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Down For Tomorrow Are Back With A New Single, ‘Until You Feel Alright’

Following on from the warmly-received release ‘Emily’, Sydney-based indie-punk quartet Down For Tomorrow have unveiled their perceptive new single ‘Until You Feel Alright’ – produced and mixed by Lachlan Mitchell (The Jezabels, Crocodylus, Endless Heights). To celebrate the release of the new single we thought we’d get to know the boys even more by having them fill us in on the 3 albums they’ve bonded over.

The friendships in this band stretch back many years. And in those adolescent years, where we’d hang out at each other’s houses, practice in the garage, hit up the local chicken shop, or go record shopping, there were always a select group of albums on high rotation. On our iPods (I know right?), in our heads, our cars, and our conversations.

We bonded over these albums. We strengthen our friendships and stretched our abilities and knowledge thanks to these albums. They were weird, and different, and we rarely found anyone outside our small circle listening to the same music. That’s what made it so special for us, and ultimately influenced us into writing our own very weird demos. Most of them are long gone now, but revisiting them is always a fun little trip, and every time any songs from these albums come on, our faces light up with hints of nostalgia and reminiscence.

Here are 3 albums that we bonded over in the years pre-DFT.

Weezer – Pinkerton

Henry actually wrote a love letter to this record – that’s how much he loves it. Lots of people argue that either the blue or green album is peak Weezer, but in camp DFT, the strange and dark Pinkerton was an imperative soundtrack to our youth. It defied the laws of alternative rock music, and was regarded a failure upon its release, but is now known as one of the greatest (and most interesting) rock albums of all time. We jammed to songs such as Tired Of Sex, The Good Life, Pink Triangle, and Across The Sea, sang them loud and passionately, and listened to this album almost religiously. I’m sure many others out there see the beauty in this intriguing creation from the nerdy, dorky Weezer, a band that we very much admire.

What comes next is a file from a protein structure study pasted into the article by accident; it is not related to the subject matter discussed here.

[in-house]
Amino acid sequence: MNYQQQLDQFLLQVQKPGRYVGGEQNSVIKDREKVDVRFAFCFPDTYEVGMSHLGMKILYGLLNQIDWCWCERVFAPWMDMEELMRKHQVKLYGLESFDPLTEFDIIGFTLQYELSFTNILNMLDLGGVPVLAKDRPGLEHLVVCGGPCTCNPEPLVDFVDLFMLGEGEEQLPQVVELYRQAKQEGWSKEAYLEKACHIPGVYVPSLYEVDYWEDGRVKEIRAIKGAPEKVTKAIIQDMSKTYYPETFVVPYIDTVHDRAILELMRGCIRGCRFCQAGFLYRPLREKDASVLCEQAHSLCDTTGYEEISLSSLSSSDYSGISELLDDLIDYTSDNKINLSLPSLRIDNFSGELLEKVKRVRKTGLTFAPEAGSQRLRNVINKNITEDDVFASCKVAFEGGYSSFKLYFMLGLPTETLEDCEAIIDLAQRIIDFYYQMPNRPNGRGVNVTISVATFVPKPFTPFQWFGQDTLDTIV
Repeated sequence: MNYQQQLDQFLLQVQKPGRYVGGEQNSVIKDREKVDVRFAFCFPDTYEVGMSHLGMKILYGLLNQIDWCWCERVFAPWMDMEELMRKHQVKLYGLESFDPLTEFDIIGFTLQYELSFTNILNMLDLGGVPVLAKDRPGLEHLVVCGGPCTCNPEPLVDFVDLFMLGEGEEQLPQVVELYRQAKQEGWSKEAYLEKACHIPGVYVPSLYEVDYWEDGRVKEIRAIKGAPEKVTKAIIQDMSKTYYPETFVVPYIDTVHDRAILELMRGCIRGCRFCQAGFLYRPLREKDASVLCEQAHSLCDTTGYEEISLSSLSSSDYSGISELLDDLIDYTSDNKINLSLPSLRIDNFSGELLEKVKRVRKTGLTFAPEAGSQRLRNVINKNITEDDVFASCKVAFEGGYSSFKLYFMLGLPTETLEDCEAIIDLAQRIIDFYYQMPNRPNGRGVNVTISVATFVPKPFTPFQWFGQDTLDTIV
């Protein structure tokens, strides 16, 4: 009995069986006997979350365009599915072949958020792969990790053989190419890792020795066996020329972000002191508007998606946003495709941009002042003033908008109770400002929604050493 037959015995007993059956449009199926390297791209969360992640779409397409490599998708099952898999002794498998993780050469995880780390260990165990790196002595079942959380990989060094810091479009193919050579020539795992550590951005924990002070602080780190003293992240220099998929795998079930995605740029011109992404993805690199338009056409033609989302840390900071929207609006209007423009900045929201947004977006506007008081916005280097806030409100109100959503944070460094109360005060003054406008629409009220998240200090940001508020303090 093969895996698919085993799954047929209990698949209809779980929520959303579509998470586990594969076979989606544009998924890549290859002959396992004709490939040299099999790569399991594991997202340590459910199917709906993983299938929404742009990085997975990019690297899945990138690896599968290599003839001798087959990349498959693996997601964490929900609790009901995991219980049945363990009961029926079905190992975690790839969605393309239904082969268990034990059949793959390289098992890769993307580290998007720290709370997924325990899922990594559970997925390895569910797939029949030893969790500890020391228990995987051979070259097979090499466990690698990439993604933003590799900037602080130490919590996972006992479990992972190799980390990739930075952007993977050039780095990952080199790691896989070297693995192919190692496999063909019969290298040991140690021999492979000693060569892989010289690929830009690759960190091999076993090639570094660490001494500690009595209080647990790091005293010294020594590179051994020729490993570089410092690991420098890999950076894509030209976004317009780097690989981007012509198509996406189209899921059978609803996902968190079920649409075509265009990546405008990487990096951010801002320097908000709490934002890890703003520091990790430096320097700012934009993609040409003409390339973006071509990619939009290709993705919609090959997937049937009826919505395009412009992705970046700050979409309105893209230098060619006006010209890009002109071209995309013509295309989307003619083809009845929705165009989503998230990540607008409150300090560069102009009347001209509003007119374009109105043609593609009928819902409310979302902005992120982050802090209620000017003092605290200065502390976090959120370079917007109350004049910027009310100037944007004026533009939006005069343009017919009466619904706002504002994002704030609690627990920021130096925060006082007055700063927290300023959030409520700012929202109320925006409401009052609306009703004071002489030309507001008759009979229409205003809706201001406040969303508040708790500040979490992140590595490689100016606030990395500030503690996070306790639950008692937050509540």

Silverchair – Freak Show

Along with the fact that this band was just pure talent and oozed brilliance, one of the most eye-opening factors about this record when we first heard it is that this band was still very much in high school when it came out. We still very much find ourselves jamming to many songs off this record – in fact, most of the time we tune into drop D, we find ourselves playing this band’s riffs.  Daniel Johns’ song writing is brilliantly diverse and captivating, and what we’d give for a chance to see this band in their prime. Lucky for us, music is timeless, and this record is always there to remind us of how bands can be audacious and interesting with some distorted instruments and a grainy voice.

Queens Of The Stone Age – Songs For The Deaf

The almighty. We’ve seen this band a number of times and their live shows just ooze charisma and talent. So insanely tight and technical. And this album very much influenced our young, sponge-like minds. Their songs are so complex and attention-grabbing. QOTSA are hard to get into on first listen, but when you dig deep into their oddness, you really begin to appreciate the originality and inventiveness of their music.

This album is god-tier to us, and we constantly revisit it to remind us of our innocent yet unpredictable youth, and that, once again, there are NO rules in the music world.

Written by John Zebra